IPA is Virtually Flawless in Labor Day Presentation

IPA is Virtually Flawless in Labor Day Presentation

 By Larry Trojak

Polish American Journal October 2020

Suppose they gave a polka festival and nobody came.

That rhetorical situation became reality over the Labor Day weekend as the International Polka Association (IPA), forced, like most of the polka world, to cancel their annual convention and awards banquet, tried their hand at a virtual festival. Broadcast via Facebook, YouTube and the Polka Jammer Network, the weekend-long venture turned what could have been an exercise in futility into a fun, informative and truly enjoyable event.

At this point in our “new” existence, there is no one who isn’t frustrated at the situation in which we find ourselves vis a vis COVID 19. So, it was refreshing to see the IPA, which could have just chosen to throw up their hands and focus on next year’s event, instead take this bowl of 2020 lemons and deal up a sweet-tasting lemonade.

Perhaps sensing the degree to which we are all live-music-deprived, the virtual fest offered in-studio performances courtesy of Tony Blazonczyk’s New Phase, The Steve Meisner Band, The IPA Tribute Band, and The DynaBrass. That, however, proved to be just a jumping-off point. The organization peppered the weekend with additional video clips of performances from other groups, many of which were originally scheduled for the actual festival; interviews with past and present IPA Hall of Famers; game shows; a tour of the IPA Hall of Fame; faux news broadcasts; and more. Full disclosure: I am not one to sit at a laptop, TV, or tablet for any length of time without said device showing The Princess Bride or Parks and Rec reruns. Yet I found myself doing just that and being continually impressed with the amount of effort put into both the visuals and the content. Expecting a bare-bones presentation, I was pleasantly surprised by the slick transition graphics; the tacky — but spot-on — “news” set (loved the half-dozen pairs of glasses scattered about); even the stacked pallets that provided a nice, industrial look for the live band performances.

Every quality program needs a solid emcee and the IPA had two at their disposal for its virtual festival. Minnesota’s quintessential DJ/IJ/musician Craig Ebel did most of the heavy lifting, handling band intros, chat room announcements, promotions, small talk, etc., and did a great job, appearing casual yet professional. For the game show segments (“Name that Polka” and a Jeopardy-like “Polka Trivia”) that provided a nice break from standard polka festival fare, the IPA went to the bullpen for Chicago’s Keith Stras. Channeling the vibe of ‘70s TV hosts Chuck Woolery, Bob Ewbanks, Gene Rayburn and the like, Stras, obviously in his comfort zone, kept the segments interesting, funny and flowing.

Were there glitches? Of course, there were. This was, after all, a first-ever attempt at such a massive undertaking. So, it was easy to overlook things like the occasional dead microphone or the horrible lighting during the first night’s live performances that looked, at times, like either a bad acid flashback or the performers were suffering from third-degree burns. It was all resolved by the second night, however, and no one was the worse for wear.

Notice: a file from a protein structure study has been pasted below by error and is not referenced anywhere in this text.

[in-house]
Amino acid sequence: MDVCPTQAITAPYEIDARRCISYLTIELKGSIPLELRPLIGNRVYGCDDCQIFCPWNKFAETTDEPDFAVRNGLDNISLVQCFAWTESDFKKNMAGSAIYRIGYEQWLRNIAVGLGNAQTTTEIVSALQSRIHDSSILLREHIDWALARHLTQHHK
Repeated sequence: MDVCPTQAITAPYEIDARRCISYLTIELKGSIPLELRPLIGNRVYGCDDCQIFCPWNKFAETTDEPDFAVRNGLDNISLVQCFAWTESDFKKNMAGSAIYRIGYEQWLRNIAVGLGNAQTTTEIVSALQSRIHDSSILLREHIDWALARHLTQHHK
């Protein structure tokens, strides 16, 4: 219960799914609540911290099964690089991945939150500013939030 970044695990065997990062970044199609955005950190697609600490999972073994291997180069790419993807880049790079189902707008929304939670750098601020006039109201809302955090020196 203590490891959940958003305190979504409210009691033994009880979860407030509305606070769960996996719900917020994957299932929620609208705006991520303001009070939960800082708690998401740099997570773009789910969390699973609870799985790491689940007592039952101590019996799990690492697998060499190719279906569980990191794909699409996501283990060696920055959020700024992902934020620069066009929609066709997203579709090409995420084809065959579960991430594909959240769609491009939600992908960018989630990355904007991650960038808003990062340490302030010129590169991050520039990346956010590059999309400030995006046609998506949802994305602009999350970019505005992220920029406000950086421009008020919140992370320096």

After watching the three-day affair, it became evident that one of the real advantages an event like this offers over even an actual polka festival is its ability to communicate one-on-one with its audience. And when the message being offered is Polka Hall of Famers (both newly-inducted and Hall veterans) imparting their career highlights, likes, anecdotes and recollections via video, this particular medium was ideal. For young, aspiring musicians in particular, the video presentations were an invaluable opportunity to gain firsthand knowledge and advice from those who have risen to the top in their respective fields. Chances are slim that such an opportunity would present itself in a hall crowded with 500+ polka fans. So, if there was anything of a silver lining to this COVID-driven approach, perhaps it was in its ability to enrich the knowledge of those upcoming musicians. In a sense, it was a real fulfillment of one of the organization’s charters: To promote, maintain and advance polka entertainment; and to advance the mutual interest and encourage greater cooperation among its members who are engaged in polka entertainment. To that, I say: “Mission Accomplished.”

And there were shots! Seemingly everywhere the camera turned during the three-day event, people were toasting. If there was a drinking game for every time someone on screen took a shot, I’d still be comatose. But it was fun and, given the forced separation to which we have been subjected, it was more than appropriate.

It is hoped that this is the last time something like this will be necessary and exciting to believe that we may soon be experiencing a return to normalcy. But It’s nice to know that, should bubonic plague or leprosy ever rear their ugly heads again, we will not be lacking for good polka programming. Kudos to Christy Krawisz and her entire “Plan B” team at the IPA for giving us a fleeting feeling of being together again.


I’d say that deserves a shot!



Editor’s note: Readers who missed the fest (or would like to re-visit any or all of it) can simply go to YouTube and enter “IPA Virtual Festival 2020” in the search bar. The full weekend’s shows are available.

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